The IUSA Congress passed a resolution altering the formation of the IUSA Election Commission during an assembly Monday.
“I think the big (issue) that we’re really trying to address is the nature of the Election Commission, in terms of when it’s formed, how it’s formed and what role it plays,” IUSA President Andrew Braden said.
IUSA passed the resolution altering the formation of the Election Commission in response to concerns the former formation of the election commission was biased.
“There were a lot of questions of whether the current system is fair in terms of the ways the booths are manned or the way the polling takes place,” Braden said. “And our hope is that by creating this election commission that runs throughout the year, that is unbiased, that is legitimate, they can the craft the way that they want that to look.”
Under the old system, the Election Commission wasn’t placed under any branch. The IUSA president selected the head of the Election Commission, who then selected the other four members. These members remained part of the Election Commission for an election cycle, said Grant Manon, IUSA Supreme Court chief justice.
Under the new system, the Election Commission is placed under the IUSA Supreme Court. Members of the IUSA executive branch and the IUSA Supreme Court will select up to nine members of the Election Commission. These members will then remain part of the Election Commission until they graduate, Manon said. Upon graduation, current members of the Election Commission will select new members to replace them.
“That’s really the major difference,” he said. “It’s going to be a perpetual body that doesn’t disband and then reform every year.”
Manon said the members of the Election Commission under the new system will also have more autonomy than did members of the Election Commission under the old system.
Members will be given the authority to improve the election code, increase election turnout and increase IUSA advocacy.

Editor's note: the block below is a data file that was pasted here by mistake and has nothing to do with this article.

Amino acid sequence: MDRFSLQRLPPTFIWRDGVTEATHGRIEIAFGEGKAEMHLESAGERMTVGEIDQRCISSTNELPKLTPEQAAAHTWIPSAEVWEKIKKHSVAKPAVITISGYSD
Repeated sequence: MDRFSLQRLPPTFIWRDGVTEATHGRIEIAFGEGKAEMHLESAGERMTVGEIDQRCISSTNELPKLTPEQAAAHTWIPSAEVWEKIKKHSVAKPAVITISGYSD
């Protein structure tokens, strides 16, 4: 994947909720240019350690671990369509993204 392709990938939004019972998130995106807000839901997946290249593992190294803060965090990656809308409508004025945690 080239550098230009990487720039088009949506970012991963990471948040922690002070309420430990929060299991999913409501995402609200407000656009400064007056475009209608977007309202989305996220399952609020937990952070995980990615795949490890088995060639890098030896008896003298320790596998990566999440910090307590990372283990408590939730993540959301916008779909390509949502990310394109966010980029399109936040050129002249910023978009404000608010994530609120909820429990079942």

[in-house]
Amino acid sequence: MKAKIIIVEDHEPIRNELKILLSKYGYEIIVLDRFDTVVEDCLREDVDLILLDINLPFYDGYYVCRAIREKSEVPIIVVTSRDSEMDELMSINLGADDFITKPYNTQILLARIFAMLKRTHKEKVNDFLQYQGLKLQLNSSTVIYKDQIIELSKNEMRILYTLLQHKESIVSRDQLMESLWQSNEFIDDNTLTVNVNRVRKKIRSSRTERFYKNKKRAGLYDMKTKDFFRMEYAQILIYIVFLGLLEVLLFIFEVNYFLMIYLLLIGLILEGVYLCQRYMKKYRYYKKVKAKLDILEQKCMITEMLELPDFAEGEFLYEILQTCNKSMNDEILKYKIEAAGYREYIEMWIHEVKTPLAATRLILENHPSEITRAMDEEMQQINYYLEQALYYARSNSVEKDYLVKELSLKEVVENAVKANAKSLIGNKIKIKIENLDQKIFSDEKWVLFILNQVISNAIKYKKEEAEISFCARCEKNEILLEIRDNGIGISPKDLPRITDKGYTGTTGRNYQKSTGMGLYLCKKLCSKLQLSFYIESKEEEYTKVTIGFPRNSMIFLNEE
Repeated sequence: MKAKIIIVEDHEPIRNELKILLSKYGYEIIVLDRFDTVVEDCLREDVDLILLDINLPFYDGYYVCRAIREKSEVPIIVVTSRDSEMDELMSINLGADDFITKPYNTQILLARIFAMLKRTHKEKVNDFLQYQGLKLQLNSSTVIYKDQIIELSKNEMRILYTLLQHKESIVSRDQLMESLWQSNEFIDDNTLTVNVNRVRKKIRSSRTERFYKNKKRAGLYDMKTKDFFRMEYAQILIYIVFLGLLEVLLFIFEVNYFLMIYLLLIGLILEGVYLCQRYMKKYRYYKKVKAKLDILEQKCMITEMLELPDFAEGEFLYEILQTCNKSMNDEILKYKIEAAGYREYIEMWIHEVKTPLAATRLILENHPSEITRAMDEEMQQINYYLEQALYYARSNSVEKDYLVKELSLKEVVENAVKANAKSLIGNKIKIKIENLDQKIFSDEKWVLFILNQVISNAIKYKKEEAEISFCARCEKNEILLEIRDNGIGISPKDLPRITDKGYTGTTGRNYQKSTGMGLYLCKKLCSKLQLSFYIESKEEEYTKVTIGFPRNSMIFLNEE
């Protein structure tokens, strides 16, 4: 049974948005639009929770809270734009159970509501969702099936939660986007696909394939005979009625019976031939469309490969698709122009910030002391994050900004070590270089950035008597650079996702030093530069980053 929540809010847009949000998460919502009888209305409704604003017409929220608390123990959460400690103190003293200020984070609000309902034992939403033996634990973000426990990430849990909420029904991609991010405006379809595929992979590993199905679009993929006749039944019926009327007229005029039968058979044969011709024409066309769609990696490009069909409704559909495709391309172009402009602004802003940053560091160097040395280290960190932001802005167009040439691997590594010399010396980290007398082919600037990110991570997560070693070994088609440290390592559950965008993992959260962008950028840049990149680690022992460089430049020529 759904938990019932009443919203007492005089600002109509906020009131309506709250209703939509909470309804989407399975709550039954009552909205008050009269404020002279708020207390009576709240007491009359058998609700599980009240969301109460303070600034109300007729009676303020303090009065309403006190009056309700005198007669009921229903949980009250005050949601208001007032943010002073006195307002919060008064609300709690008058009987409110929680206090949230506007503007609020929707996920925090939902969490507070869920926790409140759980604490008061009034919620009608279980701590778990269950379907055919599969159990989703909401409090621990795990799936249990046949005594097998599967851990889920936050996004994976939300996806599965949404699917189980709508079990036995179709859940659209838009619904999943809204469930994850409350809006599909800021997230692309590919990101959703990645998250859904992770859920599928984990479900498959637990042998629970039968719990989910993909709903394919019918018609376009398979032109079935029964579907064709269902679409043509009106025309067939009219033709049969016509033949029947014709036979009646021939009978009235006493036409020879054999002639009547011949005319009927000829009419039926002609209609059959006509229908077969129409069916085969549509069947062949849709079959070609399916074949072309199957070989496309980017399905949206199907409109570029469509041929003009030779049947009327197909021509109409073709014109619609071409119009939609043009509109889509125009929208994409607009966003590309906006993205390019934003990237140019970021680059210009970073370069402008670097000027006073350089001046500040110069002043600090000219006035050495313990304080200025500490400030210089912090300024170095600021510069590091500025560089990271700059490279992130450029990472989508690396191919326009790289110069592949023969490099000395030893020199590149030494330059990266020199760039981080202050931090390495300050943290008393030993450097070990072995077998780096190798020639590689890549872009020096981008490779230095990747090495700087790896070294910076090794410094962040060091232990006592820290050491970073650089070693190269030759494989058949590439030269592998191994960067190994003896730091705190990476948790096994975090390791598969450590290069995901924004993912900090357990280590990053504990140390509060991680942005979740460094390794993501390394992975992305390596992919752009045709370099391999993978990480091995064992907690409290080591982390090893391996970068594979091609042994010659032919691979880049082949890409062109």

“But that’s something that will really be left up to that organization, to decide what they think the best use of that organization should be,” Manon said.
Though the Election Commission is placed under the IUSA Supreme Court in the new system, Manon emphasized the need to clearly define a distinct relationship between the two bodies.
In the past few years, when the Election Commission disqualified a ticket from a campaign, the ticket sued the Election Commission on the body’s interpretation of the election code and the case went to the IUSA Supreme Court, Manon said.
By clearly defining a distinct relationship between the Election Commission and the IUSA Supreme Court, Manon said he hopes to alleviate the conflict of interest created under such circumstances: when the IUSA Supreme Court is forced to rule on the actions of the Election Commission, itself a portion of the IUSA Supreme Court.
Manon said the applications for the Election Commission are set to be released before winter break. The applications will then likely be due by the end of January and the Commission will likely be set by the end February.
Manon said he hopes that any student who’s interested in applying will apply.
“We don’t want to have an overrepresentation of one type of student or another,” he said. “It’d be nice if we could have the full, diverse range of students at IU.”
Similarly, Braden said he hopes any student who’s interested in tackling election reform will apply.
“Our goal is to create this Election Commission and really give it some teeth and give it some legitimacy, so that it can go ahead and do what it’s meant to do and regulate elections,” he said.
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